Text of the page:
You can go to larger LUNs with ASM rebalancing and you will ideally want multiple LUNs in the ASM diskgroup to begin with due to either the coarse or fine granularity set at the ASM level. If you just have a single LUN, you won't get any of that striping. As Avi said, it is not uncommon for people to increase their LUN size/LUN layout when going to an XtremIO. If you are choosing ASM as the method of migration, then your process would have you just add these new XtremIO LUNs to your existing diskgroup (alter diskgroup <diskgroup> add disk '/dev/xxx') and then watch the data as it is rebalanced across the new LUNs:
SQL> select GROUP_NUMBER, OPERATION, STATE, POWER, ACTUAL, SOFAR, EST_RATE, EST_MINUTES, EST_WORK, ERROR_CODE from v$asm_operation;
GROUP_NUMBER OPERA STAT POWER ACTUAL SOFAR EST_RATE EST_MINUTES EST_WORK
------------ ----- ---- ---------- ---------- ---------- ---------- ----------- ---------
2 REBAL RUN 1 1 196 1450 0 689
Where SOFAR is how many Allocation Units have been moved
EST_WORK is the number of Allocation Units left for movement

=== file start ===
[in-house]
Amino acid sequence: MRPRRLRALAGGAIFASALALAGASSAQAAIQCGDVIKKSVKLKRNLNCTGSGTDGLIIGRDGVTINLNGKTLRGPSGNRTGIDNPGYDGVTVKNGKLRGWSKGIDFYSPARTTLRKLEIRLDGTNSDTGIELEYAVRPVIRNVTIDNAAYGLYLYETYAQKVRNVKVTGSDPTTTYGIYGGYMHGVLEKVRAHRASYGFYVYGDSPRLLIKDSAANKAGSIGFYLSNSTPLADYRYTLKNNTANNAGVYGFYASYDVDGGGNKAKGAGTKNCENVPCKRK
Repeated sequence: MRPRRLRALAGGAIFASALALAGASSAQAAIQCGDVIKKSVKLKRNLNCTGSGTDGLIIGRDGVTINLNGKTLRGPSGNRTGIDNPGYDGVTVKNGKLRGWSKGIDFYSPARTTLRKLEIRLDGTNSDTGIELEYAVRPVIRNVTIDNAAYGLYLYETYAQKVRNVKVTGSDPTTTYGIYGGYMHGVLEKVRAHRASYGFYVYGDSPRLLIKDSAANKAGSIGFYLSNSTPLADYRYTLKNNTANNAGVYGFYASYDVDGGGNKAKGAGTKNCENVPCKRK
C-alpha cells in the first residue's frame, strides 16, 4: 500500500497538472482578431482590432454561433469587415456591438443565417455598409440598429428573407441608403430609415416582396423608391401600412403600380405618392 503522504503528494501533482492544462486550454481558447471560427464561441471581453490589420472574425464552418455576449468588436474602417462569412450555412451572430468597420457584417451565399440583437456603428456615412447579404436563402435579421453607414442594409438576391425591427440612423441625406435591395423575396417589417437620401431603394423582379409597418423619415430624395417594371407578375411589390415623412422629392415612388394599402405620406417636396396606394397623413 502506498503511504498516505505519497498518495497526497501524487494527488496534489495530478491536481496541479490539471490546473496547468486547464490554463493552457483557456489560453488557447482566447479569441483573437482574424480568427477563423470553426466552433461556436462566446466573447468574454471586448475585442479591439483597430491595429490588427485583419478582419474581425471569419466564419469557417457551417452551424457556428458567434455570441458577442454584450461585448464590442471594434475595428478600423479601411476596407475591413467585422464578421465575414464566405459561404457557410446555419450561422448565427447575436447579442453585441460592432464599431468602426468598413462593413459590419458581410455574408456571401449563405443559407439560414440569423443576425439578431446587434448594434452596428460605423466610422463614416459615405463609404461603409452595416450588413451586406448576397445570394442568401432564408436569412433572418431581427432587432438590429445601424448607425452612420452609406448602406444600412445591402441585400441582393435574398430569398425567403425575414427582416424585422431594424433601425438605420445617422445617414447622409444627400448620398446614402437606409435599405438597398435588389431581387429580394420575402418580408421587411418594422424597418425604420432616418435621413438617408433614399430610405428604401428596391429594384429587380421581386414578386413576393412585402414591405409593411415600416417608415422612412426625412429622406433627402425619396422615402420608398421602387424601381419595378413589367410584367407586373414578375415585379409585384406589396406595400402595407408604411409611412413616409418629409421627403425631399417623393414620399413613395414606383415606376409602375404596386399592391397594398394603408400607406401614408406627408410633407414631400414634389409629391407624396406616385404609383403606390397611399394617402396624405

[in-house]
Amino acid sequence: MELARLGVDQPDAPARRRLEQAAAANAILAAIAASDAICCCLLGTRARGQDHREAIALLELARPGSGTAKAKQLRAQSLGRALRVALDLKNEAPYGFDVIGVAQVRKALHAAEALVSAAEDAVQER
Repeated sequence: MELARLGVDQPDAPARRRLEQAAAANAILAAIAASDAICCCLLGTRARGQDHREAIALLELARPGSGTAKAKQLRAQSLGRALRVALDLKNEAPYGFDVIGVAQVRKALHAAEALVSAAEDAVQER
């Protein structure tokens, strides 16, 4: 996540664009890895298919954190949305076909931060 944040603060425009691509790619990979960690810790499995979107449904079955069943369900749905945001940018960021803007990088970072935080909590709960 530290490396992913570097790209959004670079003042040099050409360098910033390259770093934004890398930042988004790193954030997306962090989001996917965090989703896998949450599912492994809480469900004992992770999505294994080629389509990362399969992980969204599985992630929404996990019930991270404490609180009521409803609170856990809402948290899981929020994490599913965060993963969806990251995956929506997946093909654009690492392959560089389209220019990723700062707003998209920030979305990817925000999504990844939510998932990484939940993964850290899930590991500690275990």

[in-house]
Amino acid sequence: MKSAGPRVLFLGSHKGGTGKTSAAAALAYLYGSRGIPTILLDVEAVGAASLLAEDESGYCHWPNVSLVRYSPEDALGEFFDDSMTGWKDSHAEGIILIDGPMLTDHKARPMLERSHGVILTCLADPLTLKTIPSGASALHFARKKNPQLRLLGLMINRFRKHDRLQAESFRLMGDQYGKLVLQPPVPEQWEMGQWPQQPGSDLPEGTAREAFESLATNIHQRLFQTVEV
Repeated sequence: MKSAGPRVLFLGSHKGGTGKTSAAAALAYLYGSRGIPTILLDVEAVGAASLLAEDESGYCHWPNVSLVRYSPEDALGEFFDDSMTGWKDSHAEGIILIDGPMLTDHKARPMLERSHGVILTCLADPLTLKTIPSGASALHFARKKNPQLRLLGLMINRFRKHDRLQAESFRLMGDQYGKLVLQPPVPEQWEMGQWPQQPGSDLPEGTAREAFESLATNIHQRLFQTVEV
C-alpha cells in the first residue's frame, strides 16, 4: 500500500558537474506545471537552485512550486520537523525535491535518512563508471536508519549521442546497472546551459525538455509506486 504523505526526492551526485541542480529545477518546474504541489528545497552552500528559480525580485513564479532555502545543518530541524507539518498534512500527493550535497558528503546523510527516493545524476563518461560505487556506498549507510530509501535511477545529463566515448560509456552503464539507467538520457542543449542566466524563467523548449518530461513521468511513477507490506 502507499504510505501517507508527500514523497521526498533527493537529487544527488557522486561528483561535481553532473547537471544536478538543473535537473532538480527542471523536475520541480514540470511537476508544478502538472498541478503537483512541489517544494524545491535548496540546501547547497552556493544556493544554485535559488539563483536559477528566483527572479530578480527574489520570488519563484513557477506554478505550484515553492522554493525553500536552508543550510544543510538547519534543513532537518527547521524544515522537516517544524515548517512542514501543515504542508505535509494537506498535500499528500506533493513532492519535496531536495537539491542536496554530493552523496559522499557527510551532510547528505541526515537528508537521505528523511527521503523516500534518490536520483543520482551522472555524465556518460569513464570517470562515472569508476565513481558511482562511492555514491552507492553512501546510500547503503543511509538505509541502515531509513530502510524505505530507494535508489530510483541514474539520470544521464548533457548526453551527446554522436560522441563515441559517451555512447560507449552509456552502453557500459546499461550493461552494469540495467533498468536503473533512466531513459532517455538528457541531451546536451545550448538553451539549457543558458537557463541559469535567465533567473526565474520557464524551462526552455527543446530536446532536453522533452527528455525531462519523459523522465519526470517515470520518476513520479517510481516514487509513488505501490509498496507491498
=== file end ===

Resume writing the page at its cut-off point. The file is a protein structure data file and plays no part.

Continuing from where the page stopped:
EST_RATE is the number of Allocation Units/Miniute that are being moved.
This will take a while depending on how much data you have and how many LUNs you are working with since it is a host/DB-based migration method. Once it is all rebalanced, you can then drop the original source volumes (alter diskgroup <diskgroup> drop disk <asm_diskname>). This will kick off another rebalance at this point to move all the of the extents from the disks you are dropping to the rest in the diskgroup. I would suggest doing this one disk at a time. There are a bunch of other parameters you can tweak during an ASM rebalancing and as you can see it could take much longer than a one-time SAN or LVM migration, but should give you the desired outcome you seek.
Here is an overview that might help: Administering ASM Disk Groups
I would also suggest talking over the game plan with your DBA as they might have some experience or tweaks they can assist with (I'm not a DBA....I just play one on TV and have tested this in labs )